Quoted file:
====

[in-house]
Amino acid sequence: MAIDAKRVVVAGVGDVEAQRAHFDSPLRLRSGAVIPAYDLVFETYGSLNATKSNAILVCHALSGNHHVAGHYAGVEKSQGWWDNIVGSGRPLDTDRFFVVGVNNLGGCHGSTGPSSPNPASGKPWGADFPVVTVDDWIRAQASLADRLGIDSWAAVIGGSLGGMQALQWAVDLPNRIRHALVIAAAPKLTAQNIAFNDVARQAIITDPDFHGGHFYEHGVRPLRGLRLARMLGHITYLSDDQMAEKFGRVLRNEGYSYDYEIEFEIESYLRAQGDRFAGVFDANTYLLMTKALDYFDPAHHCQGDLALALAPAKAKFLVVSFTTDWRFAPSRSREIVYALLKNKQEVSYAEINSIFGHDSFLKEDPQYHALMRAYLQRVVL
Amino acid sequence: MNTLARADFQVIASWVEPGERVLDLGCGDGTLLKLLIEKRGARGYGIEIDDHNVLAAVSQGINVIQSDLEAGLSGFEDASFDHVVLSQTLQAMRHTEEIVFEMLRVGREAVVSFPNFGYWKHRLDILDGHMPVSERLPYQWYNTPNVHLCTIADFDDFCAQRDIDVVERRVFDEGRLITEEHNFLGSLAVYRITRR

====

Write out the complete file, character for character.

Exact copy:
[in-house]
Amino acid sequence: MAIDAKRVVVAGVGDVEAQRAHFDSPLRLRSGAVIPAYDLVFETYGSLNATKSNAILVCHALSGNHHVAGHYAGVEKSQGWWDNIVGSGRPLDTDRFFVVGVNNLGGCHGSTGPSSPNPASGKPWGADFPVVTVDDWIRAQASLADRLGIDSWAAVIGGSLGGMQALQWAVDLPNRIRHALVIAAAPKLTAQNIAFNDVARQAIITDPDFHGGHFYEHGVRPLRGLRLARMLGHITYLSDDQMAEKFGRVLRNEGYSYDYEIEFEIESYLRAQGDRFAGVFDANTYLLMTKALDYFDPAHHCQGDLALALAPAKAKFLVVSFTTDWRFAPSRSREIVYALLKNKQEVSYAEINSIFGHDSFLKEDPQYHALMRAYLQRVVL
Amino acid sequence: MNTLARADFQVIASWVEPGERVLDLGCGDGTLLKLLIEKRGARGYGIEIDDHNVLAAVSQGINVIQSDLEAGLSGFEDASFDHVVLSQTLQAMRHTEEIVFEMLRVGREAVVSFPNFGYWKHRLDILDGHMPVSERLPYQWYNTPNVHLCTIADFDDFCAQRDIDVVERRVFDEGRLITEEHNFLGSLAVYRITRR